Thursday, June 15, 2006

this land is our land

A cocky President Bush appeared in the Rose Garden on Wednesday to perform the final act of his week-long media circus. Bush bragged about his need to look the new Iraqi Prime Minister Nouri al-Maliki in the eyes to see if he was “committed to freedom.” (I think I just swallowed some of my own vomit.)

Bush’s famous judge of character aside (remember Putin?), I think what Bush saw in al-Maliki’s eyes was anger. As has been reported, the Prime Minister was only told that the US President was in Iraq to meet with him in person minutes before Bush walked into the room. Dexter Filkins and John Burns noted in the New York Times that al-Maliki appeared “uneasy” and “somber,” but in radio interviews, Filkins said that the Prime Minister was visibly miffed.

The Times article points out that Bush’s surprise visit represented a double-edged sword for the PM, on the one hand showing US support, but also showing al-Maliki to be for many Iraqis just another American-backed stooge. But I think al-Maliki’s consternation might stem from something slightly less nuanced.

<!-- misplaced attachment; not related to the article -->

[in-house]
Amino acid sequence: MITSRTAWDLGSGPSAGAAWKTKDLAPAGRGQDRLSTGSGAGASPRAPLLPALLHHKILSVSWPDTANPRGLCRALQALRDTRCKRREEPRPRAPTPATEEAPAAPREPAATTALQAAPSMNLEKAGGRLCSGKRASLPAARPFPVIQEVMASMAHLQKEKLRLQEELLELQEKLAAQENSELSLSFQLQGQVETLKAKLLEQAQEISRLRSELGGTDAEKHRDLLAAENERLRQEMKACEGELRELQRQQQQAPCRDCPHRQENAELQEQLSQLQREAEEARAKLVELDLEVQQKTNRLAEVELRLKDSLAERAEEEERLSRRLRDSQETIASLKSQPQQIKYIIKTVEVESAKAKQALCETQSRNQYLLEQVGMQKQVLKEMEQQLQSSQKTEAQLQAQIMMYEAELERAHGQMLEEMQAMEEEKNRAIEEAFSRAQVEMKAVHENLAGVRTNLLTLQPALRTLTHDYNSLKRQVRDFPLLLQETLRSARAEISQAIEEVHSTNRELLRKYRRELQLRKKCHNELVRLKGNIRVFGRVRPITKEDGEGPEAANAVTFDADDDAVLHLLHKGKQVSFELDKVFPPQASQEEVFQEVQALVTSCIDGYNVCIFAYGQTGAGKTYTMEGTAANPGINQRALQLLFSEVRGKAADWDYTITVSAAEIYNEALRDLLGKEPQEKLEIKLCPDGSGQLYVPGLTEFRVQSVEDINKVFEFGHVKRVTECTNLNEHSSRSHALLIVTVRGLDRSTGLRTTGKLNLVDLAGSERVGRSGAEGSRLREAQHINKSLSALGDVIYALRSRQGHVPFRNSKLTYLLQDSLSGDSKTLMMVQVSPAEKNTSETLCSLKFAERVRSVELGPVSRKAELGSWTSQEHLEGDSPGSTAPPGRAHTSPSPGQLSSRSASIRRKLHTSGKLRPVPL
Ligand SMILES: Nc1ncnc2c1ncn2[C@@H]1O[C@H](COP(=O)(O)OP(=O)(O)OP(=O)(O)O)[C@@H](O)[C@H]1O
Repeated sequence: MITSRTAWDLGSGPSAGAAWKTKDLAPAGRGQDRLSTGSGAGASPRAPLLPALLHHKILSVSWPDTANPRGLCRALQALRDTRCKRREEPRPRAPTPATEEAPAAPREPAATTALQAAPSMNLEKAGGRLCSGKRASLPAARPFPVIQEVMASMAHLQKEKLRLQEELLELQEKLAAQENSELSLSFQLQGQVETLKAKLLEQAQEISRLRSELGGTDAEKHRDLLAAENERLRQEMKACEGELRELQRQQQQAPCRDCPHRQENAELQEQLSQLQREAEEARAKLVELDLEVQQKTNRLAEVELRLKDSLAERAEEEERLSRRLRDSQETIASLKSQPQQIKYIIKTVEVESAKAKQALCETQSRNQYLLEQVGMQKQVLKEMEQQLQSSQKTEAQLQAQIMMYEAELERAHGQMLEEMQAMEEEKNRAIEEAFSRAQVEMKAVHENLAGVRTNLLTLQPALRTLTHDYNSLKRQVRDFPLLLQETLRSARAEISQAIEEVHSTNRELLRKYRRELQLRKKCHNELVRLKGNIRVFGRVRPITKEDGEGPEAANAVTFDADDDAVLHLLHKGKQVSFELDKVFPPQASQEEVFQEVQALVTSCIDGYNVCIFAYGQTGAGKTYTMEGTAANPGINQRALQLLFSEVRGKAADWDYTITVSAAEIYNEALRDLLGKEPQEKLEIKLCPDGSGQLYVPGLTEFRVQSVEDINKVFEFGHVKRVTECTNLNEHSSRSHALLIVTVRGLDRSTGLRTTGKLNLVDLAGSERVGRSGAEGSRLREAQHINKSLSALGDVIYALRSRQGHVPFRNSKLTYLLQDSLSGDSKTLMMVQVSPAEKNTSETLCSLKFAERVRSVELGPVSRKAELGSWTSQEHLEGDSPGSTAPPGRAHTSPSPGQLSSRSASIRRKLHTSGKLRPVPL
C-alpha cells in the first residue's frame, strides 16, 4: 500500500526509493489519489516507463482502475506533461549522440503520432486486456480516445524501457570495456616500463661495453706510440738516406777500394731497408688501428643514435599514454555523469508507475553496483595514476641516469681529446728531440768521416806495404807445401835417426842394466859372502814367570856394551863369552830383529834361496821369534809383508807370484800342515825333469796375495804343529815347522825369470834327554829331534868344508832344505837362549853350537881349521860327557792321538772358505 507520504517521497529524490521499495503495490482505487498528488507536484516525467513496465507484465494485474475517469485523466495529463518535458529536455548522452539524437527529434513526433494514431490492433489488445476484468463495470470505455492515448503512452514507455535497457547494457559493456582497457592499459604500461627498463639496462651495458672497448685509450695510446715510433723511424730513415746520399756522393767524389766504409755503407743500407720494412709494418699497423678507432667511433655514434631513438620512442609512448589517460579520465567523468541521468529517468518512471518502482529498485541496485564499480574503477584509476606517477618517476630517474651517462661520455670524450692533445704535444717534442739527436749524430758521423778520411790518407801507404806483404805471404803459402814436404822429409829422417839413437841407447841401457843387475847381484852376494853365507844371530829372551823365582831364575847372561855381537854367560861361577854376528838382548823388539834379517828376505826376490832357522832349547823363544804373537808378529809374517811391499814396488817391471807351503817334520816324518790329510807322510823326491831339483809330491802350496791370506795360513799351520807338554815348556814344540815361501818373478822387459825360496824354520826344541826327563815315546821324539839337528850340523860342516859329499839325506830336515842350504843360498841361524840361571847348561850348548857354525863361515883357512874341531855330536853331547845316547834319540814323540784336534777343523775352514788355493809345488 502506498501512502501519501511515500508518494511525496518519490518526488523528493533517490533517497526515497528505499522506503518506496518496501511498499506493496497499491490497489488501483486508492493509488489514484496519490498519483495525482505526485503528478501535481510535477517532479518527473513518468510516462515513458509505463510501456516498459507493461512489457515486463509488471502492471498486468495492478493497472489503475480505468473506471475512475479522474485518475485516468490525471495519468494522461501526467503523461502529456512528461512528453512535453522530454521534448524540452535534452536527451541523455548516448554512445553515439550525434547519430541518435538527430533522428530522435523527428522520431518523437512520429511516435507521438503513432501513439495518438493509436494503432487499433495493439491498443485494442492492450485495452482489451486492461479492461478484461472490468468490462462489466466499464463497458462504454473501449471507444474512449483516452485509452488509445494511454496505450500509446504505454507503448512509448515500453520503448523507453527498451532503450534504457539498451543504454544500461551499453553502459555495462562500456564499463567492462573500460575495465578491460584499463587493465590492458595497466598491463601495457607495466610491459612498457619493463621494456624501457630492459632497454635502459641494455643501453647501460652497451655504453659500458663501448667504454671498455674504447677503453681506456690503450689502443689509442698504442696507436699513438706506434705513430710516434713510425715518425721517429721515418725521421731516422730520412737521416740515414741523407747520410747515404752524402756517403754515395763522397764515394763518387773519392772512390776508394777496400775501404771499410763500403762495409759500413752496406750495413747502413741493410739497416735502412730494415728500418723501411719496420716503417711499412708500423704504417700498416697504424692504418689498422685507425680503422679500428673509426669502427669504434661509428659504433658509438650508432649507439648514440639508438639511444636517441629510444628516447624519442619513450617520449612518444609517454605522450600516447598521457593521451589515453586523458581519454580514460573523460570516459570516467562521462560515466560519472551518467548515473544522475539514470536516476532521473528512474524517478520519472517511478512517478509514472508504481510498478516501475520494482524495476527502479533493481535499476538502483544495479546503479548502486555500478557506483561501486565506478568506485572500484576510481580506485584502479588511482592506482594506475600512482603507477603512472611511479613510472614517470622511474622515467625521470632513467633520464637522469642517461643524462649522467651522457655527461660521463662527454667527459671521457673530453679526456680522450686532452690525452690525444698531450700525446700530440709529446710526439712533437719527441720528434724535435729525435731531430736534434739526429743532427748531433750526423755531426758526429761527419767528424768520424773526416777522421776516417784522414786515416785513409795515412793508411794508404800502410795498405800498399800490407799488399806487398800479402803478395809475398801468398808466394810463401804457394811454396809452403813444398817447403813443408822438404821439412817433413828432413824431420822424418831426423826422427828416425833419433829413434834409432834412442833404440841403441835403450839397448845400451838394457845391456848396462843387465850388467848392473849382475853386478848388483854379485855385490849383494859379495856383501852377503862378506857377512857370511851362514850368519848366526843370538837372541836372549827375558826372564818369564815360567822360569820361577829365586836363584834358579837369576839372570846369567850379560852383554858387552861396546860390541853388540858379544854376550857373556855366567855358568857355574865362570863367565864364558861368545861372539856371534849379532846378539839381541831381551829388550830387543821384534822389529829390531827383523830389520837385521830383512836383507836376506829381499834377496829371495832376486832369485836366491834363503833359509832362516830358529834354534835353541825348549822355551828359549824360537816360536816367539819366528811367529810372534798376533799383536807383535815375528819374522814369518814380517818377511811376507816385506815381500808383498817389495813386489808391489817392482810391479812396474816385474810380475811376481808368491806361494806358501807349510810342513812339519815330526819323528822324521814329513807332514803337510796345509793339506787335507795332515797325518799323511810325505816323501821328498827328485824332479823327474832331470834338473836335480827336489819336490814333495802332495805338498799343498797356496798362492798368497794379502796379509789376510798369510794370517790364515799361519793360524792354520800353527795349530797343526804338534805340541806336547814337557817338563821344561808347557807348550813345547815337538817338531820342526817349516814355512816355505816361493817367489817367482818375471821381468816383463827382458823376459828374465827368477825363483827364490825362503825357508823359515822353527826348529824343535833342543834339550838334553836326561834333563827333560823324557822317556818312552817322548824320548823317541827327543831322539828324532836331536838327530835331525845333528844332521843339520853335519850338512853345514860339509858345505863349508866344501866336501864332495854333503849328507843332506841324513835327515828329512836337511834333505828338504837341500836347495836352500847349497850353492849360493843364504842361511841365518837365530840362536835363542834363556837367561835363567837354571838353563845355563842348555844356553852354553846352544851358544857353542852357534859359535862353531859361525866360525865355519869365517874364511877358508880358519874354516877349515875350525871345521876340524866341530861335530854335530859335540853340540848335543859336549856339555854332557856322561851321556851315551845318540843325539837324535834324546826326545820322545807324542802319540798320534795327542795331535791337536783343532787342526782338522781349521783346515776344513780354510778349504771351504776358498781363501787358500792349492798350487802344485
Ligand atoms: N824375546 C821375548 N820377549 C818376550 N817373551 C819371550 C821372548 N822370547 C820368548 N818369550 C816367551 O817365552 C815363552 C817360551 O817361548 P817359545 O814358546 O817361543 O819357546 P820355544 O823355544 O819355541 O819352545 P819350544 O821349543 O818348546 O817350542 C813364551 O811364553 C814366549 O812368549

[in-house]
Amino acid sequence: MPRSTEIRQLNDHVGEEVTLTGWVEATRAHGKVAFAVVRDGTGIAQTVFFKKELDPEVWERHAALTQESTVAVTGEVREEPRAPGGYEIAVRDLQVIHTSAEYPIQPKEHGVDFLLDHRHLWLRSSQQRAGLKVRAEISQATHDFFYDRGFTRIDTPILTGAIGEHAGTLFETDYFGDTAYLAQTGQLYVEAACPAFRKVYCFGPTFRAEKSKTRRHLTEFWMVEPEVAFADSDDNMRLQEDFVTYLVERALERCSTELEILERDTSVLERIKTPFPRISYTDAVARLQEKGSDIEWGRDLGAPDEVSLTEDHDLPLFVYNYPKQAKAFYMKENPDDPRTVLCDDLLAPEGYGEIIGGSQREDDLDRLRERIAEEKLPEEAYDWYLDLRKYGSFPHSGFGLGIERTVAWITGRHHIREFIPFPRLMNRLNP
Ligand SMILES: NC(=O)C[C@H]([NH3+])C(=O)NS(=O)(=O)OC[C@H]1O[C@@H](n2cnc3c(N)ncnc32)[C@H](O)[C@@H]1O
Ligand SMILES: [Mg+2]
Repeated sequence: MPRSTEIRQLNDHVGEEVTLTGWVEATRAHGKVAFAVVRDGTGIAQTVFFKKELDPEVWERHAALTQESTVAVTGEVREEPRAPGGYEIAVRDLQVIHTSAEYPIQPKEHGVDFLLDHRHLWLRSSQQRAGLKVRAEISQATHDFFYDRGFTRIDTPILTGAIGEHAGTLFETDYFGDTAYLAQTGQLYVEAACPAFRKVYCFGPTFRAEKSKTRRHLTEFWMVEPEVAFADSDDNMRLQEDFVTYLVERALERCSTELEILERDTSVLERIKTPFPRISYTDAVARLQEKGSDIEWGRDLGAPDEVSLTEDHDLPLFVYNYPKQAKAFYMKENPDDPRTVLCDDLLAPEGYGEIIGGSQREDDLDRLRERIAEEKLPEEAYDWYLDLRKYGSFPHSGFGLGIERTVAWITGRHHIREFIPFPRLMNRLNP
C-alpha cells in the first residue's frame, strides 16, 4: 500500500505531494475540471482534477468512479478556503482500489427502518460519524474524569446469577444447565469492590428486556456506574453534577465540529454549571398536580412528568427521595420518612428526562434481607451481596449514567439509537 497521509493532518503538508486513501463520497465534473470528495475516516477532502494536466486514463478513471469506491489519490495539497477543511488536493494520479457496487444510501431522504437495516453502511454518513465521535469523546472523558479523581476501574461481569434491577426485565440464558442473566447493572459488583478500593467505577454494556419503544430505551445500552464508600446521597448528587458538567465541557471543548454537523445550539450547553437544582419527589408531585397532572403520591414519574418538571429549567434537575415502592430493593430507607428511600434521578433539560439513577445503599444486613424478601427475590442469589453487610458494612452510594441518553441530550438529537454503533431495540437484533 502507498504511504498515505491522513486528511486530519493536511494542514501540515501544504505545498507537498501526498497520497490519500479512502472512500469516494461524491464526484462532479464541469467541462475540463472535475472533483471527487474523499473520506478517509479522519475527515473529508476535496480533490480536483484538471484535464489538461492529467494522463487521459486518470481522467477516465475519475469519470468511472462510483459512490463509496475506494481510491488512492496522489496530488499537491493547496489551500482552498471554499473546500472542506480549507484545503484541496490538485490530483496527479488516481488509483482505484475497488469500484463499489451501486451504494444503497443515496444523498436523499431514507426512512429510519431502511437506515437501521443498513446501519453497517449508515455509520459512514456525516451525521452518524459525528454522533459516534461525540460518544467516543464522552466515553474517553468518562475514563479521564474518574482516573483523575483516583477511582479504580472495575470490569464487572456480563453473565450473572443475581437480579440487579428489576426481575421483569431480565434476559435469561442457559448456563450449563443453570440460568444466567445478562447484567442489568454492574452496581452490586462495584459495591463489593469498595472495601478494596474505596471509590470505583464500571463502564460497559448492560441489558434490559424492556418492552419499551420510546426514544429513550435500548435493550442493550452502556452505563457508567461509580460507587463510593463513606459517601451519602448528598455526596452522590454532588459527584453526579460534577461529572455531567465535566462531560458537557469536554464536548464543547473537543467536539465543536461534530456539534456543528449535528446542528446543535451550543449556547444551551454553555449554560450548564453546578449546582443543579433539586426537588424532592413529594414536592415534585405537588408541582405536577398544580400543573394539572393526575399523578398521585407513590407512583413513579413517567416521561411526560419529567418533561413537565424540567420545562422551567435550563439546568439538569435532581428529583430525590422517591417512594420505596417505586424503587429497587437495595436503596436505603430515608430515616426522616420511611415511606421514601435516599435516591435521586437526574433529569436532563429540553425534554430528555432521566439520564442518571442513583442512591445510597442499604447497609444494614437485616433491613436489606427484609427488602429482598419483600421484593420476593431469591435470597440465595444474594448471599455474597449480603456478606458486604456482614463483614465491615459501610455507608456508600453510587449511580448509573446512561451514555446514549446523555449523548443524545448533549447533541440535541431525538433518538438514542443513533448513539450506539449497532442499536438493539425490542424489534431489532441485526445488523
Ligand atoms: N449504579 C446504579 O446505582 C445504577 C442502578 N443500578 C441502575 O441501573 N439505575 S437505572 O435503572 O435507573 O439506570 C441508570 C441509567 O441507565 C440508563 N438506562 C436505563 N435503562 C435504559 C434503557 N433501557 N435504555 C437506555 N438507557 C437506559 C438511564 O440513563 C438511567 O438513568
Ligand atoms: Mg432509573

If you are the elected leader of a supposedly sovereign nation, isn’t it up to you to decide who gets to drop in for a visit? How much power do you appear to have if some other country’s leader gets to show up unannounced and use you and your cabinet for a photo op? How large and in charge do you look to your own population if the occupying forces don’t trust you enough to give you an official heads-up?

To the Iraqi on the street—and to Iraqi leaders, for that matter—Bush’s stunt says nothing much about our commitment to freedom, but it says volumes about how we see the Iraqi people and their country. It says, “your land is our land,” and we can do what we want, when we want. It says that the US President views all of you, even your leaders, through the same lens—you are all potential terrorists and none of you can be trusted. It says you are little more than dogs and ponies in America’s big top, and George Bush is still the guy in the tall hat cracking the whip.


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